I declare, has it's nutriment.

And what is nutriment
of thorough work of mind?

"Faith"
should be the reply.

Faith,
I declare, has it's nutriment.

And what is nutriment
of Faith?

"Listening to true dhamma"
should be the reply.

Listening to true dhamma,
I declare, has it's nutriment.

And what is nutriment
of Listening to true dhamma?

"Following after the very man"
should be the reply.

Thus, monks, following after the very man,
when complete,
completes listening to true dhamma;
listening to true dhamma,
when complete,
completes faith;
faith,
when complete,
completes thorough work of mind;
thorough work of mind,
when complete,
completes mindfulness and self-possession;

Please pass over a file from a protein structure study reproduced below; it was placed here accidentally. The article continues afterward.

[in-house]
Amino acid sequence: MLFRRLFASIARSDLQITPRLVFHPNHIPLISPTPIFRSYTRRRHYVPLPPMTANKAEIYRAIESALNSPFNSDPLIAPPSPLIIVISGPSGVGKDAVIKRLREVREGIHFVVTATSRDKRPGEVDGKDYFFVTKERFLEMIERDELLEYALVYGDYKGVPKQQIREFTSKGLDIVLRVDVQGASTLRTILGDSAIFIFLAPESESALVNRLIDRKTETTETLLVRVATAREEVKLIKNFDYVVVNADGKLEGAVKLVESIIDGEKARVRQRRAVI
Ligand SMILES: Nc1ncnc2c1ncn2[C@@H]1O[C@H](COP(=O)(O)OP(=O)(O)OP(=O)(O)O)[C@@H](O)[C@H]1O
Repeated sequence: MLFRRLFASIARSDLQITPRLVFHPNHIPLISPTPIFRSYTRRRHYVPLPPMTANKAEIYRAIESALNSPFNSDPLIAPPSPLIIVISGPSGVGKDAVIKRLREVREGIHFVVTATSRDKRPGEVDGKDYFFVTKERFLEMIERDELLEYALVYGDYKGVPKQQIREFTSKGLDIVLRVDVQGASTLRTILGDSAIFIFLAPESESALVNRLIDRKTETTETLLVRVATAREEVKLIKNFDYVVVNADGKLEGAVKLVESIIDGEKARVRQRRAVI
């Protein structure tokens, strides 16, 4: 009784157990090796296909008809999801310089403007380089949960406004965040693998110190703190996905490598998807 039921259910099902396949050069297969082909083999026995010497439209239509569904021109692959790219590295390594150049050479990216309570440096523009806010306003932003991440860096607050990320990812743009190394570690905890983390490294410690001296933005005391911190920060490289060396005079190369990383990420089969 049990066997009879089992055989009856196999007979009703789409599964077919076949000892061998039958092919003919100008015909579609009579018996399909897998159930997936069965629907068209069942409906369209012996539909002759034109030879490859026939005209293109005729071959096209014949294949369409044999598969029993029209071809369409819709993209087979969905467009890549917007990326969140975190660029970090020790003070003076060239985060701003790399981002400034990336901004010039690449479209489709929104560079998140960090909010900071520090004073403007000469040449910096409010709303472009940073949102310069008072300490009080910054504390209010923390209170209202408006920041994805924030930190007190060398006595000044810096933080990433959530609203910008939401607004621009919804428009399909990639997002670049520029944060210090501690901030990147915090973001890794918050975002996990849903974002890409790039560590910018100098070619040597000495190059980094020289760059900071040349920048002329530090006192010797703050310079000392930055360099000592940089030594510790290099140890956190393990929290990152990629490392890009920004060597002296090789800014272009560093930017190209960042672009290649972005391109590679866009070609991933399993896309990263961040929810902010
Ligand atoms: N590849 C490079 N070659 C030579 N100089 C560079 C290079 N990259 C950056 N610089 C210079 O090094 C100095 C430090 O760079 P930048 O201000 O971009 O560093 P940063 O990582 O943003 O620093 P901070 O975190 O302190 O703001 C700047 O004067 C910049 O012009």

mindfulness and self-possession,
when complete,
completes control of the sense-facuities;
control of the sense-facuities,
when complete,
completes the three right ways of practice;
three right ways of practice,
when complete,
completes the four arisings of mindfulness;
the four arisings of mindfulness,
when complete,
completes the seven limbs of wisdom;
the seven limbs of wisdom,
when complete,
completes release by knowledge.

Thus is the nutriment of release by knowledge,
and thus is its fulfilment.

Just as when, monks, on a mountain the rain falls in heavy drops,
that water flowing onwards according to the slope
fills up the mountain-clefts
and rifts and gullies,
and they when filled
fill up the little pools,
and the little pools in turn
fill up the big pools,
and they in turn fill up the small rivers;
they fill the large rivers,
and the large rivers in turn
fill up the sea,
the mighty ocean -
thus is the nutriment of the mighty ocean
and thus its fulfilment -
in the same way, monks,